Above Glen Carron on Moruisg

Moruisg

I’ve read several reports that say Moruisg is a boring hill – even the SMC Munros Guide calling it “not a very exciting mountain”. But I beg to differ. I think people who have called it boring have either got wet feet – it is very boggy – and fed up, or are mesmerised by it’s bigger, grander neighbours. Either way, I think it is a lovely hill, and like many smaller hills provides a great vantage point to view the larger neighbouring hills.

We tackled this in a day of clear blue skies and high temperatures and had a fairly easy day.
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Alone on Gairich

Gairich stands alone on the south side of Loch Quoich. It is a hill you gaze across when driving to Kinloch Hourn to get to Barrisdale and think “Hmm, must do that one day…” This mid summer day was that ‘someday’. It was a perfect day for an easy mid-week day out on my own.

Gairich
Looking to Gairich (919m) across Loch Quoich.

The usual route up the hill starts by crossing the dam on the south end of the loch.

This hill presents no difficulty with navigation as it stands quite alone and has a path which leads you to the obvious ridge. I parked near the dam at the eastern end of Loch Quoich at NH068024 and walked across the dam.
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Creag Meagaidh, Stob Poite Coire Ardair and Carn Liath

For our second day in the Glen Roy area we chose to climb the three Munros on Creag Meagaidh. Creag Meagaidh is a big brute of a mountain, consisting of 3 Munros: Creag Meagaidh (1130m), Stob Poite Coire Ardair (1053m) and Carn Liath (1006m) and several ‘Munro-tops’. The route over the three summits is 1334 m of ascent and 20.46 km long.

The area is a NNR (National Nature Reserve, managed by Scottish National Heritage (SNH). A SNH information panel beside the path gave a bit of information on the way the reserve is being managed.

On this National Nature Reserve, SNH seeks to establish a self perpetuating native woodland WITH red deer.

To permit growth of young trees it is vital that deer numbers are controlled. This annual cull of deer is achieved on the reserve using two methods. By live capture and by selective culling between 1 July and 15 February. Trained and experienced SNH staff accomplish this task using the most practical and humane methods.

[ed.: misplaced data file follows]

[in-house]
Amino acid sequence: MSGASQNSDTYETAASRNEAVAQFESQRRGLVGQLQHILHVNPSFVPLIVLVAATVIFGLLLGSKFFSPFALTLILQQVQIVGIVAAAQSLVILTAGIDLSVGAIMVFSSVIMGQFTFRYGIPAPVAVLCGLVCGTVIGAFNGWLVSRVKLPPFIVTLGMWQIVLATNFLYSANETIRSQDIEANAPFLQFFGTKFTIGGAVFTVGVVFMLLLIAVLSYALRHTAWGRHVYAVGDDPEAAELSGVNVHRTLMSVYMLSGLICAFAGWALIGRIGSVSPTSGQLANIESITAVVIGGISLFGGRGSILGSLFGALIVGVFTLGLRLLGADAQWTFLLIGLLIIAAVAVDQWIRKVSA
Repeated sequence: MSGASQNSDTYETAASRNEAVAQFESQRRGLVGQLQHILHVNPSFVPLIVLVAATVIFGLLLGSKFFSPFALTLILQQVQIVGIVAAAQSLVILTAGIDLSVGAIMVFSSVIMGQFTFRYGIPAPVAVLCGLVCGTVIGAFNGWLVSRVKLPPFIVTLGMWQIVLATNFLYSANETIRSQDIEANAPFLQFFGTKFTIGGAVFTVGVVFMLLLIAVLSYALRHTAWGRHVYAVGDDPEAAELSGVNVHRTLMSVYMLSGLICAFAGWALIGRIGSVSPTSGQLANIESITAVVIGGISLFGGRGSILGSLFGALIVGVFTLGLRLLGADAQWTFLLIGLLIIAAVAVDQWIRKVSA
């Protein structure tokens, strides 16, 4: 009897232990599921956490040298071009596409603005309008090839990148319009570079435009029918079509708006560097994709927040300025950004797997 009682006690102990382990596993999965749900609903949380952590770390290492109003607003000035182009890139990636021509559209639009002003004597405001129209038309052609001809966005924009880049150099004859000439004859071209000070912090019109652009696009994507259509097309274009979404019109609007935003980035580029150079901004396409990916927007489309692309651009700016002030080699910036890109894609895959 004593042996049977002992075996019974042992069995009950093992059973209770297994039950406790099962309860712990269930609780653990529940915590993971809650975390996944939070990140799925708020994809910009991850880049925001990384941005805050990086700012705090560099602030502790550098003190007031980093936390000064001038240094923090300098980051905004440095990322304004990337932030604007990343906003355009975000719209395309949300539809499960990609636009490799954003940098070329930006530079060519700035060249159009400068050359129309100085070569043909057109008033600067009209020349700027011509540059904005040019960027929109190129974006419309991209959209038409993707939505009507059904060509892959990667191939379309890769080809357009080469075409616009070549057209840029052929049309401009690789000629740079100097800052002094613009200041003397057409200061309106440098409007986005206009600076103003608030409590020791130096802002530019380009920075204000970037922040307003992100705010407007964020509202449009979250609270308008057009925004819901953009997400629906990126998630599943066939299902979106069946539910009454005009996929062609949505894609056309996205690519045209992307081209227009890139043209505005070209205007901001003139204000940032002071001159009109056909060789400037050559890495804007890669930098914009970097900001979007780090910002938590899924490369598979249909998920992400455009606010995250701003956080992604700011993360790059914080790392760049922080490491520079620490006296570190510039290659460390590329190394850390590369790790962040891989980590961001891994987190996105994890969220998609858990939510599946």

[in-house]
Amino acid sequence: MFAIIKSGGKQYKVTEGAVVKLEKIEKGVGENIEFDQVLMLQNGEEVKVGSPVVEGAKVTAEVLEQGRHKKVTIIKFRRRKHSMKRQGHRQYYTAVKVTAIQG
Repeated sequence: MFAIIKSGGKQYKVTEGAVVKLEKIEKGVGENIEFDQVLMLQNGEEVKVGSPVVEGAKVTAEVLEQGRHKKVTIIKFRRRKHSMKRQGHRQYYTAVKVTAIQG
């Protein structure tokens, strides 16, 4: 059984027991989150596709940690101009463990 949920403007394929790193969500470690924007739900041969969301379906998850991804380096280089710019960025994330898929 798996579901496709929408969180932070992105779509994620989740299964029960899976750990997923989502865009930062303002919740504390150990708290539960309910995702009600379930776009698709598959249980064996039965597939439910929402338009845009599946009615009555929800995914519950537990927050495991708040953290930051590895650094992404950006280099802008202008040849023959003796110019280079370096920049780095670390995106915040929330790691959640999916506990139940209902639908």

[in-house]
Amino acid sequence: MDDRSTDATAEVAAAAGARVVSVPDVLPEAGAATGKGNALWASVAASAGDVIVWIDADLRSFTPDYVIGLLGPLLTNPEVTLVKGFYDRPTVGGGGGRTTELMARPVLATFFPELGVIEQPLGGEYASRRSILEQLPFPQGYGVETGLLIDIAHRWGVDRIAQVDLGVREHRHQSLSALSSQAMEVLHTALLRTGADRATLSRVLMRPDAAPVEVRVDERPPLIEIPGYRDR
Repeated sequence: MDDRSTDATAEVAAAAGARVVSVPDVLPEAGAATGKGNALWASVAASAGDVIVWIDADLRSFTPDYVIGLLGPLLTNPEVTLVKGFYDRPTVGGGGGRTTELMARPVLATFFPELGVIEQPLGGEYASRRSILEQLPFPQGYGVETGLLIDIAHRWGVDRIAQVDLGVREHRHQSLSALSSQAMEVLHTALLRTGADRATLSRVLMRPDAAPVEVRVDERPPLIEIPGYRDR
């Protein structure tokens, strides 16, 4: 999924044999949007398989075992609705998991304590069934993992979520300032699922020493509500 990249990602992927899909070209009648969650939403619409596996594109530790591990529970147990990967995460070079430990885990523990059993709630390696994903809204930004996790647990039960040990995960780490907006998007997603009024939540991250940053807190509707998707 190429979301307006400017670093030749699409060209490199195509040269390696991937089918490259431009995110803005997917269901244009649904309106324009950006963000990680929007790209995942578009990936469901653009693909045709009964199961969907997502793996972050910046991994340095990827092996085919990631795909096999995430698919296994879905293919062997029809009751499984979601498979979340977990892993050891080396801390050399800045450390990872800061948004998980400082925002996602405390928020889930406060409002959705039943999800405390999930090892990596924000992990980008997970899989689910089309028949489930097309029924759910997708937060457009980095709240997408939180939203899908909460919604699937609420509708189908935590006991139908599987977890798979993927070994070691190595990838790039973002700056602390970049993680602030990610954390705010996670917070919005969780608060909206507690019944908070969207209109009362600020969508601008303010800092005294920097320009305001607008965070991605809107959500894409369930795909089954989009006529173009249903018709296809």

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Stob a’ Choire Mheadhoin and Stob Coire Easain

We spent two fabulous days of the Easter Holiday weekend walking in the hills in the Glen Spean area. This involved climbing Stob a’ Choire Mheadhoin and Stob Coire Easain on Sunday, an overnight camp near Loch Treig (our first camp this year) and climbing Creag Meagaidh on Monday.

Stob a’ Choire Mheadhoin and Stob Coire Easain

For this hill walk we started just north of An Dubh Lochan half a mile or so before Fersit. There is a path of sorts heading SW which crosses the line of the old tramway. The tramway ran from Loch Treig to Fort William and was part of the tunnelling works for the water supply for the aluminium works in Fort William.

Stob a’ Choire Mheadhoin &  Stob Coire Easain

The path leads onto the broad ridge gradually gaining height and was easy walking, but the ground was wet. Very wet. We squelched through the sticky, black, peaty morass, passing a couple of hydro survey pillars connected to the water pipeline.
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The Rough Bounds of Knoydart

A change of plan means we are free to organise a 4 or 5 day trip away in two weeks time. I had thought of returning to Knoydart, as I’ve still got hills there I wish to climb, but I found out that the weekend of 17th – 19th April they are holding a music festival to celebrate 10 years of the community buyout. I like music festivals, but I’d prefer to see Knoydart when it is not crowded.

Never mind, plenty more wonderful places to choose from over in the west.

I thought I share with you a few notes from my last trip to Knoydart when we had a couple of day of sunshine in June a couple of years ago.

Knoydart is a remote peninsular of wild land (or at least about as wild as it gets in the UK) . The only way to the area is a 13km hike along a narrow path to the north of the peninsular or a ferry to the south side. Even the road to the start of the path is pretty spectacular.

Approaching Kinloch Hourn
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